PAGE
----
Back in February, when I pointed out that Seamless was rife with fake restaurants, the company’s response was this: “Our team is taking steps to correct the situation. GrubHub Seamless takes measures to ensure that every restaurant is correctly represented on our services and invites diners to report inaccuracies to our customer care team.”
I was on Greenwich Street the other day, when a friend stopped to chat. I told him Tribeca Pizzeria is closing, and that the whole retail strip is turning over. He said I should look into Ashiya Sushi. “It’s still on Seamless with the Greenwich Street address, even though it closed in June. I order from there, and the packaging looks just like it did before.”
I called the Ashiya number to ask where the food is coming from. “Murray Street,” was the answer. Did she mean Jin’s Empire Asian Cuisine? “Yes.” (Jin’s confirmed it.) Presumably, when Ashiya went out of business, it sold its Seamless profile to Jin’s. Only later did I remember that Jin’s is now officially called Agoda Asian Cuisine—which is also on Seamless, of course. (More on restaurants’ rush toward names starting with “A” in a bit….)
That night, I browsed Seamless. In the time it took to drink a glass of wine, I found the examples below. And the next day, I went to investigate them.
Then I went to see if Aiko Sushi and A1 Sushi could really be next door to each other (at 162 Pearl and 164 Pearl, respectively). The actual physical restaurant is called Shinju Japanese (which also shows up on Seamless, although I missed it the first time I browsed), and it’s at 164 Reade. Inside, they verified that Aiko and A1 orders were to be picked up there.
There was no Nagoya Japanese menu posted, that I saw, but there was one for Amazing Thai. Amazingly, Amazing Thai isn’t on Seamless! Well, it sort of is: “Bummer! Amazing Thai (160 South Street, New York 10038) is no longer active on Seamless,” says the site when you search for Amazing Thai. If Amazing Thai ever was at 160 South Street, I think we can assume that it sold its phone number to China 59 when it closed up.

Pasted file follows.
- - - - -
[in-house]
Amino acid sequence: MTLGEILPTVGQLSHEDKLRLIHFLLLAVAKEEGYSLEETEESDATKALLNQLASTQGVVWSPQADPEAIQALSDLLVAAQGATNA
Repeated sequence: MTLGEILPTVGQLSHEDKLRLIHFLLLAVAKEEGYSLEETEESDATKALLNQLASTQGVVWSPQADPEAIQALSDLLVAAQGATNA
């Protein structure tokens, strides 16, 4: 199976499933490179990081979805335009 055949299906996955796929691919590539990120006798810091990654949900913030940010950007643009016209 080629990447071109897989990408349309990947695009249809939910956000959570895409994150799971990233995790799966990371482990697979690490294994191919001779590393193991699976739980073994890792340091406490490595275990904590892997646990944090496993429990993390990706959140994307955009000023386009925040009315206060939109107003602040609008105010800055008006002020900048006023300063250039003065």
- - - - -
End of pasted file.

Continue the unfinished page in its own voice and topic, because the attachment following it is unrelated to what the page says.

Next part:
Closer to home, Il Mattone is listed on Seamless at 413 Greenwich even though it closed over two years ago. In December of 2012, a sign went up on the restaurant’s window saying that “Il Mattone has joined Tre Sorelle” on Reade, with the “same chef” and “same food.” Tre Sorelle’s menu on Seamless overlaps here and there with Il Mattone’s, but the only physical indication of Il Mattone at Tre Sorelle is the Il Mattone burger listed in the window. Tre Sorelle chose not to comment.
And then Seamless lists a restaurant at 3 Hanover Square called Bliss Bowls, with no mention of Yorganic, the restaurant serving said bowls. Yorganic co-founder Bo Kim said they didn’t create a false-front restaurant on Seamless explicitly to drum up business. It dates from two years ago, when Yorganic set it up as an end run after it got booted from a local business’s food-service operations. [UPDATE 10/28: The full details have been redacted at his request.] Kim points out that Bliss Bowls on Seamless currently serves only a four-block radius—which would be counterproductive if the goal was to cast a wide net.
My response was that even though the reason for the false front was different than, say, Hamachi/Anago Sushi, the end result, as far as the consumer is concerned, is the same: One restaurant has two profiles. When I asked why Yorganic keeps the Bliss Bowls profile up, Kim said it’s there because they get business from it. The name Yorganic is great at drawing folks interested in frozen yogurt, but it’s less successful at getting across the message that Yorganic also has soups, salads, sandwiches, and bowls.
As you may have noticed, Seamless no longer defaults to listing restaurants alphabetically—which I thought was so that restaurants will be less inclined to create fake profiles starting with “A” (or buying them from defunct establishments). What I didn’t know, until Kim explained it to me, is that Seamless charges restaurants extra if they want to appear near the top of the listings in the default view (“standard sort”). So one of the “steps” that Seamless has taken to fight fraud conveniently also benefits its bottom line. And one of the steps I’ve taken is to change the sorting to be by restaurant name or by distance.
Seamless gets a substantial cut from every order, so the more orders, the better—even if they come from bogus profiles—and what it loses in credibility probably doesn’t compare. In other words, it’s not in Seamless’s interest to police the issue aggressively.
For diners, the same rule applies as before: Think twice before ordering from any restaurant you haven’t recently walked by. Which is probably good advice regardless of whether you’re using Seamless or not.
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